Who are we waiting for? Who is called to proclaim truth in a silent generation? The answer to this question is an easy one: we all are. There is no part of living a spiritual life from which any of us are exempt. Our journey demands that we renew our faith by stepping out on the prophet’s path and develop a new, comprehensive consciousness of stewardship of the Earth and humanity. As we see and comprehend life in all its struggles, it is incumbent upon us to revision the world through the eyes of the sacred; and such a revisioning requires us to walk in the footsteps of the prophets.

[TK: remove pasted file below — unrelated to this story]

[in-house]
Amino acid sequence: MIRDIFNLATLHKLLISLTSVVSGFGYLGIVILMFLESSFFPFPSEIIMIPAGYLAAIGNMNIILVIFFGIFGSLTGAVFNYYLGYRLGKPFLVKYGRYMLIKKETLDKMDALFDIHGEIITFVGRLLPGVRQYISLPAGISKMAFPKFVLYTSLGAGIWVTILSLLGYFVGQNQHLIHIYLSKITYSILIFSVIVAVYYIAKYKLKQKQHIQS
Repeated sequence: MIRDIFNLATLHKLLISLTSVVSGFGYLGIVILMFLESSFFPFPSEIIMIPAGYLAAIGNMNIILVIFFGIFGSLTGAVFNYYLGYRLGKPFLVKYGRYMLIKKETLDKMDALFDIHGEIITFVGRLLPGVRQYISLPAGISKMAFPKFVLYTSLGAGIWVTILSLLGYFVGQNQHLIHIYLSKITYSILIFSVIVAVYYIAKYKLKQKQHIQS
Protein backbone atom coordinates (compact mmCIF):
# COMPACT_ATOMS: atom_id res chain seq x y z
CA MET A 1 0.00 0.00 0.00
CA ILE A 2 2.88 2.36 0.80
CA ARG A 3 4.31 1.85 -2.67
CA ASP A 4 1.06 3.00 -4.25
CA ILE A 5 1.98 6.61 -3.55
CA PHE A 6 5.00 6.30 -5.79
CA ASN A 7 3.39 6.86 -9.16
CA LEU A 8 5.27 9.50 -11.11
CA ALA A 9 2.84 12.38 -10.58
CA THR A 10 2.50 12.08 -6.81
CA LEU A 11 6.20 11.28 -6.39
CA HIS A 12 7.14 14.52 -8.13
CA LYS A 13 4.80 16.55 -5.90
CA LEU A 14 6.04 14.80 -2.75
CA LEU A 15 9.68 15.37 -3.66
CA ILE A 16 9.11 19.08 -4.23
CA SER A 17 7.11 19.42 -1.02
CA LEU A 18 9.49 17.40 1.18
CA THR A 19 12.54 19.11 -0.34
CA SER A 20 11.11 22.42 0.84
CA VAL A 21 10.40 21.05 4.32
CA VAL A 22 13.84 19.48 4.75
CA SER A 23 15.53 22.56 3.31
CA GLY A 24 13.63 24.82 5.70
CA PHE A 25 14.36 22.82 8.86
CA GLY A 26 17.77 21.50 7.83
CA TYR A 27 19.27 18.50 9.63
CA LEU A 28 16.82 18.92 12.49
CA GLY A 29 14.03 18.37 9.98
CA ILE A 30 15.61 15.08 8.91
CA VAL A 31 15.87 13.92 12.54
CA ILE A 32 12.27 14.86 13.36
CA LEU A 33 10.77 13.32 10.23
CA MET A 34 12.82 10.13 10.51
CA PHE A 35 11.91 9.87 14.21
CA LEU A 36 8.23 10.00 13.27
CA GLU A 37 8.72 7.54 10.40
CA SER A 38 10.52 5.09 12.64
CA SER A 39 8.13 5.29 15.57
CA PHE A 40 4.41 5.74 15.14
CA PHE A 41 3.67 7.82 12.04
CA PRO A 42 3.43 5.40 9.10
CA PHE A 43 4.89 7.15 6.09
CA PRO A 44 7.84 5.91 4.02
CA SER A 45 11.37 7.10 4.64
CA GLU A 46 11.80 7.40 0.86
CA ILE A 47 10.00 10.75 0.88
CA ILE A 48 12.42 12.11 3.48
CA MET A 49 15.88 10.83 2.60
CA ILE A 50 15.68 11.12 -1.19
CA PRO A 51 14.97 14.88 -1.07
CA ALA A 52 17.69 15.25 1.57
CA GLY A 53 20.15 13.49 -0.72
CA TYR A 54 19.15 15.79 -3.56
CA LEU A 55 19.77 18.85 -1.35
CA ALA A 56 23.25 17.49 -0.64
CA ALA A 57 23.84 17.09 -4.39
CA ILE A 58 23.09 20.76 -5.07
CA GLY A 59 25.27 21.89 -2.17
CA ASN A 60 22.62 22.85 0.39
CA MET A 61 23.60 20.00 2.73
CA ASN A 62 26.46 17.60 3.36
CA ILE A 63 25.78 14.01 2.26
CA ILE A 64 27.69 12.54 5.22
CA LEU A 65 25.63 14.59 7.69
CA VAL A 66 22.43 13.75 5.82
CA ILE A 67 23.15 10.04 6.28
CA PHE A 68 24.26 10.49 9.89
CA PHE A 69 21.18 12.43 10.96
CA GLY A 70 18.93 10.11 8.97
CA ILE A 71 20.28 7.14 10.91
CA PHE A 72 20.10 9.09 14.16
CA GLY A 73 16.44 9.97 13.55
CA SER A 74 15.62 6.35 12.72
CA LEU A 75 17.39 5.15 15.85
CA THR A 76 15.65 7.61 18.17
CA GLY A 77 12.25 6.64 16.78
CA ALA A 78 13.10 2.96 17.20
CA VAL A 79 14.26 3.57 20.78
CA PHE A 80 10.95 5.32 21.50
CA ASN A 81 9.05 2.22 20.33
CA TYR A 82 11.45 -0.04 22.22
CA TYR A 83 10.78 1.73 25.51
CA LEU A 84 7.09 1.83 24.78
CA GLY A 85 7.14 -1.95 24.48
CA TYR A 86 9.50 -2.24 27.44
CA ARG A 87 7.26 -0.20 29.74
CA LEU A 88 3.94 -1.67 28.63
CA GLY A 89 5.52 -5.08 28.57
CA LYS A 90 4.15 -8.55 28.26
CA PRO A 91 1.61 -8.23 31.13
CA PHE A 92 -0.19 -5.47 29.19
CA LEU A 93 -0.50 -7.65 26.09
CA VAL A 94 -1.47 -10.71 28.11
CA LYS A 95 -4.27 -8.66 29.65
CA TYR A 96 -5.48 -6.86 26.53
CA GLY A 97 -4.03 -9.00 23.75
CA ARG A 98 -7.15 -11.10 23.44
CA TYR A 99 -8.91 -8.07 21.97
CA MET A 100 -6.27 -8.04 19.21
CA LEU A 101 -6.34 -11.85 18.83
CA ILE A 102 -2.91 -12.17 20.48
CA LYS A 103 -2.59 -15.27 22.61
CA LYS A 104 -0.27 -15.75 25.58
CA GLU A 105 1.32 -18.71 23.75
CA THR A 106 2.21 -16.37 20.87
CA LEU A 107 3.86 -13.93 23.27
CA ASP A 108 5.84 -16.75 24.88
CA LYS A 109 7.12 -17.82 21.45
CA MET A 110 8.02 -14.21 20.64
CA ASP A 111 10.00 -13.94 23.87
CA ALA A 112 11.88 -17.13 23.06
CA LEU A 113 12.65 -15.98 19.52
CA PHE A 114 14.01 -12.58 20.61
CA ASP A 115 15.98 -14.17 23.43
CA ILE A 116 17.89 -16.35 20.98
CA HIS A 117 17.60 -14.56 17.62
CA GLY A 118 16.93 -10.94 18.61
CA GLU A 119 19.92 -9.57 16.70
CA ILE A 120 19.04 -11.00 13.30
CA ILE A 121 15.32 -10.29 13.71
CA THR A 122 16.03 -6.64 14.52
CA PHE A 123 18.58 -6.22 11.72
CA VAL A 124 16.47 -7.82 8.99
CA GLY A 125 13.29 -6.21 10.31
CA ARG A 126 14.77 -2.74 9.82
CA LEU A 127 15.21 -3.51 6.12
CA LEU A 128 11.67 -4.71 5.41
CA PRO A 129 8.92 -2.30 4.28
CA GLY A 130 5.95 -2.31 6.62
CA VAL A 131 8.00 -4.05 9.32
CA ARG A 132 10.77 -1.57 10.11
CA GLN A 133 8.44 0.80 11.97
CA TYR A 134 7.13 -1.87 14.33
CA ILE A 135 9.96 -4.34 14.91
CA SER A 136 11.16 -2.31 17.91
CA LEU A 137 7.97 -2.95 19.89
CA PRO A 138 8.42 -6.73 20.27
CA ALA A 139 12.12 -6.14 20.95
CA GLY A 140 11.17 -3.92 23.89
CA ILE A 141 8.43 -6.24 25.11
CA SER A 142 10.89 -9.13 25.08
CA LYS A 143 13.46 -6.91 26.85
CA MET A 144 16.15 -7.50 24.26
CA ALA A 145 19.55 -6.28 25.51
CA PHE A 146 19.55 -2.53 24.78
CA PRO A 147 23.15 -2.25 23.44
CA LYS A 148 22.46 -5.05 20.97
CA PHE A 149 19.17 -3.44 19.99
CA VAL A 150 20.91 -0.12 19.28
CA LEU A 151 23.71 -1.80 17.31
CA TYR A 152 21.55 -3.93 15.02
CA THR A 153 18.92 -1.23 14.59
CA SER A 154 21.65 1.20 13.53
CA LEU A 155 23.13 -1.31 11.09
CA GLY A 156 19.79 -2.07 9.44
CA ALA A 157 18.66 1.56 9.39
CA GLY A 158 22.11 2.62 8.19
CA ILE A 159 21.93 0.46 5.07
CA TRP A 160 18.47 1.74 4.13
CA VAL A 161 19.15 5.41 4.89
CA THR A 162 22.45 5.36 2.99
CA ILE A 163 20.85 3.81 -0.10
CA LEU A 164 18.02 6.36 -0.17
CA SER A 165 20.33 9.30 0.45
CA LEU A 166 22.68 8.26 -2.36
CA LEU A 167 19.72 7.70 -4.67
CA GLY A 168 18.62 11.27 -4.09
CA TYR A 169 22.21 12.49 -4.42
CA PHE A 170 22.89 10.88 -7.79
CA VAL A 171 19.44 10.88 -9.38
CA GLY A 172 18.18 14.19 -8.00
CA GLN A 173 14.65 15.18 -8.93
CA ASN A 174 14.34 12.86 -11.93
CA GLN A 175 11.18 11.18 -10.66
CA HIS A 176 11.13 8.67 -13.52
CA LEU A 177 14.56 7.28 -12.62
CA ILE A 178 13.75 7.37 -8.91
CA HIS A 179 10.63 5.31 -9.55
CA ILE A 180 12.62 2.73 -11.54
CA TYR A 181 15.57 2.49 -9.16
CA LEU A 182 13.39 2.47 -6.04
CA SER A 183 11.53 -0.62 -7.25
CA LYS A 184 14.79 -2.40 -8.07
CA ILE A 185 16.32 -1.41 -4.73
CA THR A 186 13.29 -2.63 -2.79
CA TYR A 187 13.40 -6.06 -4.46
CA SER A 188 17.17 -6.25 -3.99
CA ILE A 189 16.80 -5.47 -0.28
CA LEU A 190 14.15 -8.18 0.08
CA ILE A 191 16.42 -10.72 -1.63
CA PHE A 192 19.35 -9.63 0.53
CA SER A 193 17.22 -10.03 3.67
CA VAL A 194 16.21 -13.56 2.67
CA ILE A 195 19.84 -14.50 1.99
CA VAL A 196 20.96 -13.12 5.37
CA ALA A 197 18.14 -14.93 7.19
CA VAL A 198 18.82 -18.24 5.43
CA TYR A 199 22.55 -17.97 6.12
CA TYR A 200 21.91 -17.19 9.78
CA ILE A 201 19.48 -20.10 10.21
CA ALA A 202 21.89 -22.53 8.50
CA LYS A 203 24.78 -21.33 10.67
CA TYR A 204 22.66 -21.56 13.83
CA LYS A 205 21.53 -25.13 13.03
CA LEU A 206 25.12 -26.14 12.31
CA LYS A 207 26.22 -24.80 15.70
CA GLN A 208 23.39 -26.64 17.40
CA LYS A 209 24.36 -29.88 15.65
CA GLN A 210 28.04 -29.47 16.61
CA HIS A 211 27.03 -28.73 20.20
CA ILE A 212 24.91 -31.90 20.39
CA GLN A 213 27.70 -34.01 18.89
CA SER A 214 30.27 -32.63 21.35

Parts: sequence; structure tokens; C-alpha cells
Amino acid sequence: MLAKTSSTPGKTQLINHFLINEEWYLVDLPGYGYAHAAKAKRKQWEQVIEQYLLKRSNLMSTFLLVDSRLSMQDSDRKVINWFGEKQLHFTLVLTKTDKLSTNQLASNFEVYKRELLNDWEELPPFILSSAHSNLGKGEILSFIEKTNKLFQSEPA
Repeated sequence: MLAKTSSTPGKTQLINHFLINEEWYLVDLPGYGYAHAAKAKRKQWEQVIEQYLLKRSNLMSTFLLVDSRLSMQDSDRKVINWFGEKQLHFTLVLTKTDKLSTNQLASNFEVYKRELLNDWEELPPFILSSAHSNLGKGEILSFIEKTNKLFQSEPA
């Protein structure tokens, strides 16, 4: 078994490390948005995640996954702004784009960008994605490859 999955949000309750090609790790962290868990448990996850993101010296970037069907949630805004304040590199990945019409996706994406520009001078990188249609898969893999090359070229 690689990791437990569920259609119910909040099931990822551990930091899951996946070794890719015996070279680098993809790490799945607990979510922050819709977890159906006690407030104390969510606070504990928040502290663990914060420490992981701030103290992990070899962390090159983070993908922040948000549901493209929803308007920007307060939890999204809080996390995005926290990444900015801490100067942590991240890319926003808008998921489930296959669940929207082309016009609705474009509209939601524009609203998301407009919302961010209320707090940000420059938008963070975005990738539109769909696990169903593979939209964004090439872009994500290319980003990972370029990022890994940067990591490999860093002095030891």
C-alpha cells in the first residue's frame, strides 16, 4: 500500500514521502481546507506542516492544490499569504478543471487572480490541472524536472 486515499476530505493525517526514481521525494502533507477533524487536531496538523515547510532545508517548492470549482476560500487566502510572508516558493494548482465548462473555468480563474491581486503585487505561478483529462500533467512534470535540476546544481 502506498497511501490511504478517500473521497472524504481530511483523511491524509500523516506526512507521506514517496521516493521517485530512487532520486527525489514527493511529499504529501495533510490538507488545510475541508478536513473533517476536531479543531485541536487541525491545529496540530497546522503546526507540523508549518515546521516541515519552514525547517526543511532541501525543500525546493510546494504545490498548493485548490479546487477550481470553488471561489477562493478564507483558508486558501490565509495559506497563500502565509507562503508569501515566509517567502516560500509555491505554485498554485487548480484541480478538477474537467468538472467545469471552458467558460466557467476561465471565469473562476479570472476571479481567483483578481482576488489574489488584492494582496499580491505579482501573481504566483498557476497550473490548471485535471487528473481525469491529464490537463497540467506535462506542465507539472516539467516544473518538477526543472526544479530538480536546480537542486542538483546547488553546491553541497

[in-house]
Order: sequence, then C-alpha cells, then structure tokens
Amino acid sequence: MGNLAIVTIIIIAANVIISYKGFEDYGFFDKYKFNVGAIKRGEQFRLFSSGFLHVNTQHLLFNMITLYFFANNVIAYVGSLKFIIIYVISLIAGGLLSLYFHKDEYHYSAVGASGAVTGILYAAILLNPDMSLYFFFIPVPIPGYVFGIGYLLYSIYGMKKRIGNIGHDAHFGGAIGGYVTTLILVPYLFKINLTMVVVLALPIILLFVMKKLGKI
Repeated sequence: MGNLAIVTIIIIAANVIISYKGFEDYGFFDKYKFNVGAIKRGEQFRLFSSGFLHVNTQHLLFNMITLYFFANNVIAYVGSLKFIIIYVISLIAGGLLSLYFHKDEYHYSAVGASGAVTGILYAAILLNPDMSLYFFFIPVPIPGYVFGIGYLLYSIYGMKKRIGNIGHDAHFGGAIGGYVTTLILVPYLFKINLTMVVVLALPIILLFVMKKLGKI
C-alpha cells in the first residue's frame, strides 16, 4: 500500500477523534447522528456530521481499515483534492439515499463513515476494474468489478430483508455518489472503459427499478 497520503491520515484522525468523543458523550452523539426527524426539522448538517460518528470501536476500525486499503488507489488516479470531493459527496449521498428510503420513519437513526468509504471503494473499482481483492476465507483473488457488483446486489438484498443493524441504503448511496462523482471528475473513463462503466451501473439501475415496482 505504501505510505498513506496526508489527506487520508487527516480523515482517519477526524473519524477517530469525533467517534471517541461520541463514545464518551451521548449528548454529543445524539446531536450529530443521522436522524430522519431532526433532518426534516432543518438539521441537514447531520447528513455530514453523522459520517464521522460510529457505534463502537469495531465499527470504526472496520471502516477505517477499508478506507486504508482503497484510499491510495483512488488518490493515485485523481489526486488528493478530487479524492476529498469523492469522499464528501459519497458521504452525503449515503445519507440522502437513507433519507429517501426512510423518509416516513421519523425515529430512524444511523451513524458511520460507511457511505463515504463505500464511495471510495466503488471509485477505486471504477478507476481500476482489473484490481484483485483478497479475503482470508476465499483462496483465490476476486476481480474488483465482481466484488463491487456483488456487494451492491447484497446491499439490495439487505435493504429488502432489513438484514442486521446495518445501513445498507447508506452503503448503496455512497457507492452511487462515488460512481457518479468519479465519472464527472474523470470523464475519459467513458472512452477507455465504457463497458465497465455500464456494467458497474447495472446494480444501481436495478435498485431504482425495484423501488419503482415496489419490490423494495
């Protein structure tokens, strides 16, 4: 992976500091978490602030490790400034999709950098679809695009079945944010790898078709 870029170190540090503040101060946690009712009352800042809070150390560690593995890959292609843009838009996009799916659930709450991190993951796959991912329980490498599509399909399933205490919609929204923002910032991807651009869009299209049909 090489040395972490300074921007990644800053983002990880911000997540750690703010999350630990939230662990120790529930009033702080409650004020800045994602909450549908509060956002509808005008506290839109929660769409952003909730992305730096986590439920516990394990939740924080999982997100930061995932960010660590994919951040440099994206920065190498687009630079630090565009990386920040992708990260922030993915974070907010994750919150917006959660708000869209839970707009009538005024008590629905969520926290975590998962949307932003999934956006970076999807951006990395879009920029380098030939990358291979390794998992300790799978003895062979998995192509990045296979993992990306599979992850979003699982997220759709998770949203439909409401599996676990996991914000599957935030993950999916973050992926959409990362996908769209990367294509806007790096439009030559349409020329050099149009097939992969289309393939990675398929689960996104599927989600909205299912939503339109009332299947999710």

Walking in the Footsteps of the Prophets

According to Sr. Joan, every period of renewal in the history of spirituality has been in response to a great, growing gap between life as it is and life as every spiritual tradition teaches us it should be. From the time of the first biblical prophet to the present, it has been prophetic visionaries who have proclaimed and demanded new attitudes and the need for change. Today is no exception. As we look around, we can find more and more activist groups and organizations willing to address the needs of the oppressed.

I believe these social activists are the prophets of today. I believe that whether they claim a spiritual motive or not, they work to bring humanity back to God’s directive to be stewards of the earth and protectors of the defenseless; they follow Jesus’s teaching and the major principle of most faith traditions and cultures, to treat others as we want to be treated.

Activists Are Modern Prophets